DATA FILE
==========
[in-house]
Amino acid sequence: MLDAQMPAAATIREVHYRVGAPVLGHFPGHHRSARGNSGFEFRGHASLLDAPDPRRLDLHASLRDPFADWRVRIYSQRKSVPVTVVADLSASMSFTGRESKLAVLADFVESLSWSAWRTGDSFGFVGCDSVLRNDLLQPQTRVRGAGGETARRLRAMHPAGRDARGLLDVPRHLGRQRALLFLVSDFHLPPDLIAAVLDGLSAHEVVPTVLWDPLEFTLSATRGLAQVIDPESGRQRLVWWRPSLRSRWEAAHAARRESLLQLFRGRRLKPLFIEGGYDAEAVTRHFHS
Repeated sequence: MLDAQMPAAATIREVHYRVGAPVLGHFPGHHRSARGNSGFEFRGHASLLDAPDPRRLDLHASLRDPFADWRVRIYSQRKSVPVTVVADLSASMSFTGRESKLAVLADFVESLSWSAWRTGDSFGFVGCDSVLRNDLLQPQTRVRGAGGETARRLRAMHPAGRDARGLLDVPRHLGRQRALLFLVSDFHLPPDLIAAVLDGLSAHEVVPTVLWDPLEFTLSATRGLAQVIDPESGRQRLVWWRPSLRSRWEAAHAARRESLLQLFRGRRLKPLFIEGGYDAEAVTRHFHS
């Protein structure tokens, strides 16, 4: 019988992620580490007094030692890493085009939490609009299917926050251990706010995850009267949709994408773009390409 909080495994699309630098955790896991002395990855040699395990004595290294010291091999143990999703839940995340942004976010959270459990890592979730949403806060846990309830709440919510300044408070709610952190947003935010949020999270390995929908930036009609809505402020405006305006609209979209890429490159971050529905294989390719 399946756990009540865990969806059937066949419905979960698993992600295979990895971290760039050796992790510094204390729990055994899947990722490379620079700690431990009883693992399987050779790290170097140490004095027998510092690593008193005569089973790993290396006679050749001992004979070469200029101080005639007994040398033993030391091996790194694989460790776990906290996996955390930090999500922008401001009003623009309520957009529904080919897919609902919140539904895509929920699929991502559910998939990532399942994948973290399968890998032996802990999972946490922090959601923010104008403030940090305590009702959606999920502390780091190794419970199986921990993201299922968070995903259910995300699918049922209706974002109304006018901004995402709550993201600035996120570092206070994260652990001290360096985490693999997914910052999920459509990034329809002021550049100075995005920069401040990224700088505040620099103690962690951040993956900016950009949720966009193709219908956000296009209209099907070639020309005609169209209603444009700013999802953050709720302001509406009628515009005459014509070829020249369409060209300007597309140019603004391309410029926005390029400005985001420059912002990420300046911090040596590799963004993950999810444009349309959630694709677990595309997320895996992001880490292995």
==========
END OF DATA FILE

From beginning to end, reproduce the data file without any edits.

[in-house]
Amino acid sequence: MLDAQMPAAATIREVHYRVGAPVLGHFPGHHRSARGNSGFEFRGHASLLDAPDPRRLDLHASLRDPFADWRVRIYSQRKSVPVTVVADLSASMSFTGRESKLAVLADFVESLSWSAWRTGDSFGFVGCDSVLRNDLLQPQTRVRGAGGETARRLRAMHPAGRDARGLLDVPRHLGRQRALLFLVSDFHLPPDLIAAVLDGLSAHEVVPTVLWDPLEFTLSATRGLAQVIDPESGRQRLVWWRPSLRSRWEAAHAARRESLLQLFRGRRLKPLFIEGGYDAEAVTRHFHS
Repeated sequence: MLDAQMPAAATIREVHYRVGAPVLGHFPGHHRSARGNSGFEFRGHASLLDAPDPRRLDLHASLRDPFADWRVRIYSQRKSVPVTVVADLSASMSFTGRESKLAVLADFVESLSWSAWRTGDSFGFVGCDSVLRNDLLQPQTRVRGAGGETARRLRAMHPAGRDARGLLDVPRHLGRQRALLFLVSDFHLPPDLIAAVLDGLSAHEVVPTVLWDPLEFTLSATRGLAQVIDPESGRQRLVWWRPSLRSRWEAAHAARRESLLQLFRGRRLKPLFIEGGYDAEAVTRHFHS
């Protein structure tokens, strides 16, 4: 019988992620580490007094030692890493085009939490609009299917926050251990706010995850009267949709994408773009390409 909080495994699309630098955790896991002395990855040699395990004595290294010291091999143990999703839940995340942004976010959270459990890592979730949403806060846990309830709440919510300044408070709610952190947003935010949020999270390995929908930036009609809505402020405006305006609209979209890429490159971050529905294989390719 399946756990009540865990969806059937066949419905979960698993992600295979990895971290760039050796992790510094204390729990055994899947990722490379620079700690431990009883693992399987050779790290170097140490004095027998510092690593008193005569089973790993290396006679050749001992004979070469200029101080005639007994040398033993030391091996790194694989460790776990906290996996955390930090999500922008401001009003623009309520957009529904080919897919609902919140539904895509929920699929991502559910998939990532399942994948973290399968890998032996802990999972946490922090959601923010104008403030940090305590009702959606999920502390780091190794419970199986921990993201299922968070995903259910995300699918049922209706974002109304006018901004995402709550993201600035996120570092206070994260652990001290360096985490693999997914910052999920459509990034329809002021550049100075995005920069401040990224700088505040620099103690962690951040993956900016950009949720966009193709219908956000296009209209099907070639020309005609169209209603444009700013999802953050709720302001509406009628515009005459014509070829020249369409060209300007597309140019603004391309410029926005390029400005985001420059912002990420300046911090040596590799963004993950999810444009349309959630694709677990595309997320895996992001880490292995």